World’s First Spy Fish Ready To Swim
Source: gadgetcubes Anyone watching older science fiction films will have noticed something obvious; the gadgets depicted have, for the most part, already come to pass. Or, at least the ones that fit into realistically achievable science. Videophones have arrived in the form of Skype, putting to rest one of the longest running science fiction tropes in cinema history. Playing at a casino online is now the norm, and AR and VR are coming to the fore and creating a whole new world that’s accessible by mobile phone. But what about some of the more obscure gadgets? Such as, for example, a robot fish used to spy on underwater animals? Never fear, the robot fish is now officially here, in the form of the latest venture from MIT's Computer Science and Artificial Intelligence Laboratory. SoFi, the robot fish.
It’s Just Like A Real Fish
Upon looking at SoFi, a person might draw the conclusion that they were looking at a bizarre Cyclopean rubber dart. Sporting an array of fins, a single eye, and having a body made of soft, waterproof rubber, the ‘fish’ looked more alien than aquatic. However, the creators assure, the device passes as a fish amongst its underwater brethren. SoFi swims about using realistic fish movements, can navigate underwater environments, and uses the single eye to take photos. Real sea creatures are apparently none the wiser, which isn’t saying much for the intelligence of the average unwater dweller. Either way, early tests have been positive, with SoFi managing to blend in with oceanic life convincingly.
What Will It Do?
SoFi was designed with the purpose of snapping spy images of underwater sea life. Given that SoFi can blend in, it will take images of sea creatures in their natural environments, undisturbed. This is an interesting and intriguing proposition indeed, given that most sea life runs like the wind from any human divers. SoFi is an impressive piece of hardware, especially given that the underwater drone is designed to handle difficult underwater turbulence. The cyber fish can counter turbulent water, keeping it not only level, but also swimming in the right direction. This is achieved with sophisticated built-in artificial intelligence, linked to the swimming mechanics of the drone. There are, however, a few limitations on the mechanical fish. The problems are that the drone has a rather limited battery life, and can only swim to very limited depths.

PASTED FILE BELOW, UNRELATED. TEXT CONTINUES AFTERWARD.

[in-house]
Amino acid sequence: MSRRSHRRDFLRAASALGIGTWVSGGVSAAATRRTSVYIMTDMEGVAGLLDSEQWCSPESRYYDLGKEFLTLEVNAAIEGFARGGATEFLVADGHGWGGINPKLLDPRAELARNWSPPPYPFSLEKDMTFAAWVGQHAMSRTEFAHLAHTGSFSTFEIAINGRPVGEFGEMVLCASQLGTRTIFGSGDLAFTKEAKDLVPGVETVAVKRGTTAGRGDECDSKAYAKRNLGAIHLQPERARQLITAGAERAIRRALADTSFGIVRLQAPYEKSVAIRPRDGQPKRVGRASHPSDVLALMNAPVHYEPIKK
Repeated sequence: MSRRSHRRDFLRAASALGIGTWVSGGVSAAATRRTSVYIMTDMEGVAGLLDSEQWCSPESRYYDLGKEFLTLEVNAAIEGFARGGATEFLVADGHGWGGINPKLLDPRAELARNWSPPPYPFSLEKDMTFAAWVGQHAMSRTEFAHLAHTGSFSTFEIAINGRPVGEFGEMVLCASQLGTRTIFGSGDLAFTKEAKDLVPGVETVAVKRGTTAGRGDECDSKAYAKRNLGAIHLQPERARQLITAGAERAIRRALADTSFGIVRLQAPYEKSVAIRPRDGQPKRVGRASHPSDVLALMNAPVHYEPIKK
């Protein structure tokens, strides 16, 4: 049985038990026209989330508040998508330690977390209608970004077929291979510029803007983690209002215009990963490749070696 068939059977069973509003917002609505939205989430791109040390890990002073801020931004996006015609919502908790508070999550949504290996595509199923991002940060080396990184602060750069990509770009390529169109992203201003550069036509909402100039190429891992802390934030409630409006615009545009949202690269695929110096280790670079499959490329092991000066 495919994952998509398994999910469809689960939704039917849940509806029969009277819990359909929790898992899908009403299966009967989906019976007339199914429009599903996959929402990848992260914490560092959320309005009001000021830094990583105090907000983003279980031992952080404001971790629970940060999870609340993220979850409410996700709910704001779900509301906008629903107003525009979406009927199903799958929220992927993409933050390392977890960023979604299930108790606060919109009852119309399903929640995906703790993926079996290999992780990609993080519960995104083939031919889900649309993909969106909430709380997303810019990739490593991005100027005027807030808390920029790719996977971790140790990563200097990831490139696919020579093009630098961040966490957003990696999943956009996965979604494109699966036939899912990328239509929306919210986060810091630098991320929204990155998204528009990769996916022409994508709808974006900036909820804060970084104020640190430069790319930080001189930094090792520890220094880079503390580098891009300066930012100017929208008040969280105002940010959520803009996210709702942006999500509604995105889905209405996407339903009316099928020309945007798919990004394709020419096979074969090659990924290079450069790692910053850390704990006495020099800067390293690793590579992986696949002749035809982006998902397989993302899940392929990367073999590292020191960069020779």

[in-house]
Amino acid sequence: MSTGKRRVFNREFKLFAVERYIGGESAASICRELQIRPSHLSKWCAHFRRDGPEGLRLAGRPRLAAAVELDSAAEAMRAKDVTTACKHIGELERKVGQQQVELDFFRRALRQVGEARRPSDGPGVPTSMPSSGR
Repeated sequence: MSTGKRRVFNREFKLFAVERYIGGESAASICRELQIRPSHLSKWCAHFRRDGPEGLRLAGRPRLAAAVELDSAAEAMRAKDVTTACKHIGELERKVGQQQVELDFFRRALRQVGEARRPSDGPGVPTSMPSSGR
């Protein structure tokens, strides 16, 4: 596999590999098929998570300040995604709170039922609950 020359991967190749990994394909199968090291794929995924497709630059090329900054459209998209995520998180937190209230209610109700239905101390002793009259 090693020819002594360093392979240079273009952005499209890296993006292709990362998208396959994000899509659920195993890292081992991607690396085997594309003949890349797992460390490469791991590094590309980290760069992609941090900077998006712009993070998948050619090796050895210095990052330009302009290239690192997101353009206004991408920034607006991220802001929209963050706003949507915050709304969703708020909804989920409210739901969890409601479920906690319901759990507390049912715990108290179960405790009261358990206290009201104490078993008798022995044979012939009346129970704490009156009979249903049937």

The problem with all drones is that they are extremely limited by their battery life. Even the best flying drones can only be up and about for about an hour, before crashing to the ground with a dead battery. SoFi has similar limitations. Mechanical fins need juice, and there is only so much a small fish body can carry around. Sadly, SoFi will be able to swim for a maximum of about forty minutes, depending on the amount of stabilising swimming needing to be done. This is a pretty big limitation. SoFi will also have a depth limit of about fifteen meters, which is not very deep as far as the ocean goes. In other words, although being a very sophisticated and unique as far as underwater exploration goes, this mechanical fish is not going to be blowing anyone out of the water, at least not yet. But, of course, this first version of SoFi is just the beginning. Depending on the success of this drone model, future improvements are sure to follow. The groundwork has already been done for a mechanical fish design that could explore the depths of the ocean, perhaps going where no deep sea explorer has gone before. For the time being, SoFi will spend its time bamboozling surface dwelling fish, for 40 minutes at a time, anyways.